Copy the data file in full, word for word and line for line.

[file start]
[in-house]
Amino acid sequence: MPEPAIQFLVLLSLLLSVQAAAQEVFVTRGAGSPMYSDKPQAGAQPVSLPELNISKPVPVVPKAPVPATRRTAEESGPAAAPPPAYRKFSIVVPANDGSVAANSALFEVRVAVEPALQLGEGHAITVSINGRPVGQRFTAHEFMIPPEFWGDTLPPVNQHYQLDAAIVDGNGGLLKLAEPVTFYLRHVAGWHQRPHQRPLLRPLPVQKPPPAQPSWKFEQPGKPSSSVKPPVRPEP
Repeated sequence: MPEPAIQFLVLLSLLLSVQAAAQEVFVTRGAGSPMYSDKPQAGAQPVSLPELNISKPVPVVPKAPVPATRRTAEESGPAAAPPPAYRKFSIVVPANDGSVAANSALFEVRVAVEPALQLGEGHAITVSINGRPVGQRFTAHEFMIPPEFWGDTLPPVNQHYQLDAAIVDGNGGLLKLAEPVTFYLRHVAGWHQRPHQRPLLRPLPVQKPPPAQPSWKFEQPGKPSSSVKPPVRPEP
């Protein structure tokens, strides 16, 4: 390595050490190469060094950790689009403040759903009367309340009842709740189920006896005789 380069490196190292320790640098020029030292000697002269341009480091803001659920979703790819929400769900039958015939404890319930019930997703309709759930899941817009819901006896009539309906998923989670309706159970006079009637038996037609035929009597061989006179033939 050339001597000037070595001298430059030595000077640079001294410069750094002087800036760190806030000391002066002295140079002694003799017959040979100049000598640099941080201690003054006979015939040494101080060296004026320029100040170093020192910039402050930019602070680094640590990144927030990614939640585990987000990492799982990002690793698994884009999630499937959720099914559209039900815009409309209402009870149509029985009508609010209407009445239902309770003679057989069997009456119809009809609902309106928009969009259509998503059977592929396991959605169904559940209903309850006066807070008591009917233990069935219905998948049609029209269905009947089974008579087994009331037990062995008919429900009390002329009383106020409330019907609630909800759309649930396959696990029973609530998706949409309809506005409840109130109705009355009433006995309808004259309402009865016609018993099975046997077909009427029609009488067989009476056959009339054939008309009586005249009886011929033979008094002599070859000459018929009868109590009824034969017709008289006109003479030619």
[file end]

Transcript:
[in-house]
Amino acid sequence: MPEPAIQFLVLLSLLLSVQAAAQEVFVTRGAGSPMYSDKPQAGAQPVSLPELNISKPVPVVPKAPVPATRRTAEESGPAAAPPPAYRKFSIVVPANDGSVAANSALFEVRVAVEPALQLGEGHAITVSINGRPVGQRFTAHEFMIPPEFWGDTLPPVNQHYQLDAAIVDGNGGLLKLAEPVTFYLRHVAGWHQRPHQRPLLRPLPVQKPPPAQPSWKFEQPGKPSSSVKPPVRPEP
Repeated sequence: MPEPAIQFLVLLSLLLSVQAAAQEVFVTRGAGSPMYSDKPQAGAQPVSLPELNISKPVPVVPKAPVPATRRTAEESGPAAAPPPAYRKFSIVVPANDGSVAANSALFEVRVAVEPALQLGEGHAITVSINGRPVGQRFTAHEFMIPPEFWGDTLPPVNQHYQLDAAIVDGNGGLLKLAEPVTFYLRHVAGWHQRPHQRPLLRPLPVQKPPPAQPSWKFEQPGKPSSSVKPPVRPEP
């Protein structure tokens, strides 16, 4: 390595050490190469060094950790689009403040759903009367309340009842709740189920006896005789 380069490196190292320790640098020029030292000697002269341009480091803001659920979703790819929400769900039958015939404890319930019930997703309709759930899941817009819901006896009539309906998923989670309706159970006079009637038996037609035929009597061989006179033939 050339001597000037070595001298430059030595000077640079001294410069750094002087800036760190806030000391002066002295140079002694003799017959040979100049000598640099941080201690003054006979015939040494101080060296004026320029100040170093020192910039402050930019602070680094640590990144927030990614939640585990987000990492799982990002690793698994884009999630499937959720099914559209039900815009409309209402009870149509029985009508609010209407009445239902309770003679057989069997009456119809009809609902309106928009969009259509998503059977592929396991959605169904559940209903309850006066807070008591009917233990069935219905998948049609029209269905009947089974008579087994009331037990062995008919429900009390002329009383106020409330019907609630909800759309649930396959696990029973609530998706949409309809506005409840109130109705009355009433006995309808004259309402009865016609018993099975046997077909009427029609009488067989009476056959009339054939008309009586005249009886011929033979008094002599070859000459018929009868109590009824034969017709008289006109003479030619």